Graphics the Hard Way
I came across the SMC 70G computer when I was in College in 1993 here in Montreal. The SMC 70G, commonly referred to as "The Genlocker" (the same term was used to describe a person who dared use it -- "Genlocker", "Genlock Guy") was used in the TV studio to do titling, superimpose text, credits and graphics over various productions in news or television.
The two programs mainly used were Video Titler and Sony GrEdit graphics editor. I spent most of my college years designing graphics for these student productions. The titling program allowed for scrolling credits and was fairly easy to use, with 5 fonts and 5 sizes per font.
The GrEdit program for graphics was enough to drive any Photoshop or mouse driven graphic artist up the walls. It offered a strange color pallete with two shades of pink and beige, and though there was a electronic pen available for this machine, it could never really hit a pixel even in its general pointing vicinity.
The Interface of GrEdit was much like the ANSi program "TheDraw" on the PC, allowing you to cycle through a menubar that could display 5 available commands at a time, but I mainly used this to Save or Load graphics. All the commands on this toolbar were truncated to 5 characters, so it was always an exploration to find out what "this one does".
The numbers on the keyboard each corresponded to a color, making some colors available using keyboard letters ("Y"ellow, for instance). There was, of course, a pre-determined color which onced piped through to a video signal would be "transparent", much like specifying the matte color on a transparent GIF. Using the arrow keys, you moved the crosshair cursor to the desired location, then punched a color. Though there were functions for squares and ellipses, these took too long to do/undo until you got the right sizes, so I would do them manually.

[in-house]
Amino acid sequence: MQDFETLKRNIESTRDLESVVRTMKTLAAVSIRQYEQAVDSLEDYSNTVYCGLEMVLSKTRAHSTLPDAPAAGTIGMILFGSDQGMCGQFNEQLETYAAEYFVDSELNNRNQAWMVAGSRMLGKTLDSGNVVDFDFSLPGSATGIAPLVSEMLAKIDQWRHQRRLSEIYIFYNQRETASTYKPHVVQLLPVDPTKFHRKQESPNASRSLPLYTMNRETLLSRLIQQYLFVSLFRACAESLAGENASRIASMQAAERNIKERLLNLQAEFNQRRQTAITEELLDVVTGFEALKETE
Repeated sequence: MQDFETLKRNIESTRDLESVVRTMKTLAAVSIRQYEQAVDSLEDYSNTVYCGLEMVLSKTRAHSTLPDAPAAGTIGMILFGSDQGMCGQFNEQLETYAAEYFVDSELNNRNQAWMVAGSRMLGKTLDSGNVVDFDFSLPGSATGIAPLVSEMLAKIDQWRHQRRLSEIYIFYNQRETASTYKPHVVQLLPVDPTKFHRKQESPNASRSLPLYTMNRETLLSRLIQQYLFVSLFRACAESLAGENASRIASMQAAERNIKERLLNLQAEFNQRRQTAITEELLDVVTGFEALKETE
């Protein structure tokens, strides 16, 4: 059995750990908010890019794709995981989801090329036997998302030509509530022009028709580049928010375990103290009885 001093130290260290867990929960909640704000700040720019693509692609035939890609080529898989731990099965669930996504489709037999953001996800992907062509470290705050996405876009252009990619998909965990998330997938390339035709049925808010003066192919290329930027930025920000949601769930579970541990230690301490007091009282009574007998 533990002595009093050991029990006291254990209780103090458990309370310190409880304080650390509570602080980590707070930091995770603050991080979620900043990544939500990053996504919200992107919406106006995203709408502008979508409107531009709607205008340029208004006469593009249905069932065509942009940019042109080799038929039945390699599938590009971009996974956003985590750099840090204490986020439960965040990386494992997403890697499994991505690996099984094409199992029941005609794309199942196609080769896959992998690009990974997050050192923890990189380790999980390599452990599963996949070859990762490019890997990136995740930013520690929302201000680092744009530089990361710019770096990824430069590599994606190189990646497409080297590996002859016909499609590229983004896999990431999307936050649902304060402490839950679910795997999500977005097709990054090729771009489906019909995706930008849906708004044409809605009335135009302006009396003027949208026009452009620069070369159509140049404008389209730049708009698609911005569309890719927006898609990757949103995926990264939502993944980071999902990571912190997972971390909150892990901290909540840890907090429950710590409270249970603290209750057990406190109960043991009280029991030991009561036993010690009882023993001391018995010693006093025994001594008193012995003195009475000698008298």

I still have some diskettes of several GrEdit files, but since I've graduated from the college, the TV studio is no more, and I've heard that the two SMC 70Gs that were there were simply thrown away, along with countless videotapes of student productions.
Though I grieve the loss of the productions gone to the trash, to this day, I'm still hoping for somekind of emulator to be able to read and convert my GrEdit artwork to a more standard format. All I've got is a viedotape slideshow of a few news corners and production title screens.
Though I do not miss it much, the Genlocker gave me an opportunity to experience what could have been the last of forced-minimalist computer graphics, and I was glad that I could join the ranks of those who struggled on a pixel-by-pixel basis.